Immanuel Kant was an 18th Century German philosopher, who took the rationalistic (reason-derived) approach to ethics and morality. Kant believed that us humans were rational agents, and just as we can draw a triangle based on the ‘idea’ of a Triangle that we have in our minds, that of an objective reality; it follows, that our actions can derive from an objective morality.
Grounding moral behaviour in rationality was what he considered to be the “Copernican revolution” in ethics and this is where his brain-child, the Categorical Imperative, emerged. A rule which binds all rational agents together by a simple rule or maxim: “Act only according to a rule, which you can at the same wish that it could become a universal law.”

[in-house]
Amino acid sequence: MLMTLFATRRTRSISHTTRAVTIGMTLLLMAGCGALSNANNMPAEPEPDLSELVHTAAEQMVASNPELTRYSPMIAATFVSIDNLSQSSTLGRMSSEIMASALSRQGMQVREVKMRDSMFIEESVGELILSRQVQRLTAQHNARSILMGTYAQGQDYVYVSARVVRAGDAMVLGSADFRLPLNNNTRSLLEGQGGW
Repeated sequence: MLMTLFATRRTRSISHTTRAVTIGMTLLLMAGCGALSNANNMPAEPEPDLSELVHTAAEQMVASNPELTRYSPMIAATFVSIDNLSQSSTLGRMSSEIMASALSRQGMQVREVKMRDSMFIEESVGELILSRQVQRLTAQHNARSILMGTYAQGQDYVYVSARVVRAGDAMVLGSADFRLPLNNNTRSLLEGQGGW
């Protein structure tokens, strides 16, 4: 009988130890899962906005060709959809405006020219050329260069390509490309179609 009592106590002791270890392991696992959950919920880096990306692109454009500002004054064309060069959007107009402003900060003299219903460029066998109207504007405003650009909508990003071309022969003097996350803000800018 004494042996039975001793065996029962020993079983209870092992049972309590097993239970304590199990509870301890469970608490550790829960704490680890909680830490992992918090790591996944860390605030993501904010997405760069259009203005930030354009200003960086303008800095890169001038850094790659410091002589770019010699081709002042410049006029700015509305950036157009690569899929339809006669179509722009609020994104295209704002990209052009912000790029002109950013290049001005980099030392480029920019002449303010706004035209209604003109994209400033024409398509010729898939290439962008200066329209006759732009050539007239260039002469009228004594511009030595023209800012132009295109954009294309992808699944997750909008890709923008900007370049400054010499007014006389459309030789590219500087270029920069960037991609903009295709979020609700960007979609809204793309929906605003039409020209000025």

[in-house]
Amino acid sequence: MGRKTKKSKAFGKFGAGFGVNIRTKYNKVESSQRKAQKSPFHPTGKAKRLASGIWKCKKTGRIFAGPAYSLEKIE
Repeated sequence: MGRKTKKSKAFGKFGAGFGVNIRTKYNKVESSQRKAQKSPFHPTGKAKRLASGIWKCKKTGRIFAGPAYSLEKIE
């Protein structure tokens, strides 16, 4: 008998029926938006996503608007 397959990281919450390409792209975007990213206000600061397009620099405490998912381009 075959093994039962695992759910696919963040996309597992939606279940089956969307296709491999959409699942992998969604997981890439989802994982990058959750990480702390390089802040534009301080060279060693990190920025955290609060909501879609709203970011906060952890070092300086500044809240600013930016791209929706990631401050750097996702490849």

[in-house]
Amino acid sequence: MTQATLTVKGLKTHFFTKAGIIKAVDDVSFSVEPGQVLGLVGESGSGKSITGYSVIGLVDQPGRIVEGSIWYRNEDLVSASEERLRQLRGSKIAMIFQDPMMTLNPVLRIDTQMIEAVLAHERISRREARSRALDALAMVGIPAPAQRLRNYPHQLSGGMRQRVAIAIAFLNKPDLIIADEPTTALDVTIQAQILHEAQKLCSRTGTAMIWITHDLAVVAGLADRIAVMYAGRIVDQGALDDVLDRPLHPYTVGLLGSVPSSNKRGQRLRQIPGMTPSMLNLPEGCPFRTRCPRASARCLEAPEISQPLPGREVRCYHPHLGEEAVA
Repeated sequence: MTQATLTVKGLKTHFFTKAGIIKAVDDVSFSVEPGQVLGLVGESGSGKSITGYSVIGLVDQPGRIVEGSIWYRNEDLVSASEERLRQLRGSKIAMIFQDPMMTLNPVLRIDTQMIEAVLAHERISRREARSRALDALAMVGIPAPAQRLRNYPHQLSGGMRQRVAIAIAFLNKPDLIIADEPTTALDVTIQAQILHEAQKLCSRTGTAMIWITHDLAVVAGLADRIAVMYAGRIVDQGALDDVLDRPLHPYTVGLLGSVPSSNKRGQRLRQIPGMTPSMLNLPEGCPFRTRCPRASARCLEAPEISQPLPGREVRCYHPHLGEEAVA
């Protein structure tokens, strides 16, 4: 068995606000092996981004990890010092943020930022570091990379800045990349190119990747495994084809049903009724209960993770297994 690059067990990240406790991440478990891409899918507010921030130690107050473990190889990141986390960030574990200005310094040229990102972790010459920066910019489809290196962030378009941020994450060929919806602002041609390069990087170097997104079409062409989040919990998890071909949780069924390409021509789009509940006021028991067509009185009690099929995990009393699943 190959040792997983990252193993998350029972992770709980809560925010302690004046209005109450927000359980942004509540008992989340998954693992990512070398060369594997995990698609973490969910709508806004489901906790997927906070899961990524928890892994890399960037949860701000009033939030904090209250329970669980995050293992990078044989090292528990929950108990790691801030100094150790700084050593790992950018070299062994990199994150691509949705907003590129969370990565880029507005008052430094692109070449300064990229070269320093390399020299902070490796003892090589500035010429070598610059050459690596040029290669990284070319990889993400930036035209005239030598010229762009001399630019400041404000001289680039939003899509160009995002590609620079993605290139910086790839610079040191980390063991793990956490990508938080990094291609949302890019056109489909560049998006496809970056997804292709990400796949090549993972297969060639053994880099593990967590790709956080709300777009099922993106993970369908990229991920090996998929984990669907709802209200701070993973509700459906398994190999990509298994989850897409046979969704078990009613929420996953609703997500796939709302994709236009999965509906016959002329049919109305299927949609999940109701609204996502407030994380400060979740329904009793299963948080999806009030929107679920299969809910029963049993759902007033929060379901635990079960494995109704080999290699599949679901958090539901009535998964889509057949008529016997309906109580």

Morality, to Kant, is deontological or deriving from duty. Due to our capability to reason – which Kant places upon a pedestal – it is the motive behind an action, which is more important than its outcome. With this in mind, Kant proposed a powerfully explicit, unflinching theory which combatted the perception of morals being purely subjective. Reason is what helps us to transcend cultural and racial boundaries and it grandly unifies our behaviour towards one other.